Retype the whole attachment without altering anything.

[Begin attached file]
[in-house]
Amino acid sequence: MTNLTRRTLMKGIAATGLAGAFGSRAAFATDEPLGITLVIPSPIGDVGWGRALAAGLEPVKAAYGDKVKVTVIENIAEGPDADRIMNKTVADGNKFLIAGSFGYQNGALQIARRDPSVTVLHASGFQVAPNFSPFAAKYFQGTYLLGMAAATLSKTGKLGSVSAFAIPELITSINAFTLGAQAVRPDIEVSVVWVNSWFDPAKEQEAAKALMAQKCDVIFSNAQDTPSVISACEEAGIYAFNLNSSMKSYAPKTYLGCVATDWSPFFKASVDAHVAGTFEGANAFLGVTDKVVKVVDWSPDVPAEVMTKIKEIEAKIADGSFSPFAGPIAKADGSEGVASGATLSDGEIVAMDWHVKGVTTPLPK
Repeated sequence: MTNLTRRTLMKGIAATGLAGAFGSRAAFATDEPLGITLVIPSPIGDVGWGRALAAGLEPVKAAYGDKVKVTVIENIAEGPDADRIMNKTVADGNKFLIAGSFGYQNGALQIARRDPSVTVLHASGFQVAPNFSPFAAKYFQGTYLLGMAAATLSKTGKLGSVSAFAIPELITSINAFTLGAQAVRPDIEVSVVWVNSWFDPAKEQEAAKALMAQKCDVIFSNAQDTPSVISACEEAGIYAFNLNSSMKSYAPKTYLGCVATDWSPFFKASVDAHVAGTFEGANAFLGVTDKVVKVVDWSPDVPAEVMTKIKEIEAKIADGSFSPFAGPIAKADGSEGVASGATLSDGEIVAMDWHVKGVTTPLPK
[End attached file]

[in-house]
Amino acid sequence: MTNLTRRTLMKGIAATGLAGAFGSRAAFATDEPLGITLVIPSPIGDVGWGRALAAGLEPVKAAYGDKVKVTVIENIAEGPDADRIMNKTVADGNKFLIAGSFGYQNGALQIARRDPSVTVLHASGFQVAPNFSPFAAKYFQGTYLLGMAAATLSKTGKLGSVSAFAIPELITSINAFTLGAQAVRPDIEVSVVWVNSWFDPAKEQEAAKALMAQKCDVIFSNAQDTPSVISACEEAGIYAFNLNSSMKSYAPKTYLGCVATDWSPFFKASVDAHVAGTFEGANAFLGVTDKVVKVVDWSPDVPAEVMTKIKEIEAKIADGSFSPFAGPIAKADGSEGVASGATLSDGEIVAMDWHVKGVTTPLPK
Repeated sequence: MTNLTRRTLMKGIAATGLAGAFGSRAAFATDEPLGITLVIPSPIGDVGWGRALAAGLEPVKAAYGDKVKVTVIENIAEGPDADRIMNKTVADGNKFLIAGSFGYQNGALQIARRDPSVTVLHASGFQVAPNFSPFAAKYFQGTYLLGMAAATLSKTGKLGSVSAFAIPELITSINAFTLGAQAVRPDIEVSVVWVNSWFDPAKEQEAAKALMAQKCDVIFSNAQDTPSVISACEEAGIYAFNLNSSMKSYAPKTYLGCVATDWSPFFKASVDAHVAGTFEGANAFLGVTDKVVKVVDWSPDVPAEVMTKIKEIEAKIADGSFSPFAGPIAKADGSEGVASGATLSDGEIVAMDWHVKGVTTPLPK